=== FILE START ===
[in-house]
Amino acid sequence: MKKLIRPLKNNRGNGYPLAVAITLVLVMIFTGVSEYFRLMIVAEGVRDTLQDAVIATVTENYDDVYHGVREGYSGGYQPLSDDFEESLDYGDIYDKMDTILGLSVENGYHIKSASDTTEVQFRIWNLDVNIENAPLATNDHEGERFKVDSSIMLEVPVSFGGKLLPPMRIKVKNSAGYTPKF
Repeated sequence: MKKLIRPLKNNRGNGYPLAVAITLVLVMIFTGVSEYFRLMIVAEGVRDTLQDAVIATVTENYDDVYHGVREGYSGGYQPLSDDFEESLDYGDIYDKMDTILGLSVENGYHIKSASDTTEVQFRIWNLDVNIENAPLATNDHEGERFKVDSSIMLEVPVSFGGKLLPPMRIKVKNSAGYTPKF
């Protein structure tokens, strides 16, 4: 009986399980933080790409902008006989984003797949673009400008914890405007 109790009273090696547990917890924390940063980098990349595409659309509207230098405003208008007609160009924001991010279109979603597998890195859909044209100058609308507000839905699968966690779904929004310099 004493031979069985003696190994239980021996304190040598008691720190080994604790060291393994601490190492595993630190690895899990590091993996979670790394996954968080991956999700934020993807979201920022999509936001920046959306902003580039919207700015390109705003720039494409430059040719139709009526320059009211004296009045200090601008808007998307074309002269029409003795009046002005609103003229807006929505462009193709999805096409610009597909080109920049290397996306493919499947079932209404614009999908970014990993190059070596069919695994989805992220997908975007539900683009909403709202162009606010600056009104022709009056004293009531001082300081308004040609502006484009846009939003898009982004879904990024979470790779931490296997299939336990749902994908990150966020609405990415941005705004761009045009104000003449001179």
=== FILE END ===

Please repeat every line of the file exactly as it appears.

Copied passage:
[in-house]
Amino acid sequence: MKKLIRPLKNNRGNGYPLAVAITLVLVMIFTGVSEYFRLMIVAEGVRDTLQDAVIATVTENYDDVYHGVREGYSGGYQPLSDDFEESLDYGDIYDKMDTILGLSVENGYHIKSASDTTEVQFRIWNLDVNIENAPLATNDHEGERFKVDSSIMLEVPVSFGGKLLPPMRIKVKNSAGYTPKF
Repeated sequence: MKKLIRPLKNNRGNGYPLAVAITLVLVMIFTGVSEYFRLMIVAEGVRDTLQDAVIATVTENYDDVYHGVREGYSGGYQPLSDDFEESLDYGDIYDKMDTILGLSVENGYHIKSASDTTEVQFRIWNLDVNIENAPLATNDHEGERFKVDSSIMLEVPVSFGGKLLPPMRIKVKNSAGYTPKF
């Protein structure tokens, strides 16, 4: 009986399980933080790409902008006989984003797949673009400008914890405007 109790009273090696547990917890924390940063980098990349595409659309509207230098405003208008007609160009924001991010279109979603597998890195859909044209100058609308507000839905699968966690779904929004310099 004493031979069985003696190994239980021996304190040598008691720190080994604790060291393994601490190492595993630190690895899990590091993996979670790394996954968080991956999700934020993807979201920022999509936001920046959306902003580039919207700015390109705003720039494409430059040719139709009526320059009211004296009045200090601008808007998307074309002269029409003795009046002005609103003229807006929505462009193709999805096409610009597909080109920049290397996306493919499947079932209404614009999908970014990993190059070596069919695994989805992220997908975007539900683009909403709202162009606010600056009104022709009056004293009531001082300081308004040609502006484009846009939003898009982004879904990024979470790779931490296997299939336990749902994908990150966020609405990415941005705004761009045009104000003449001179």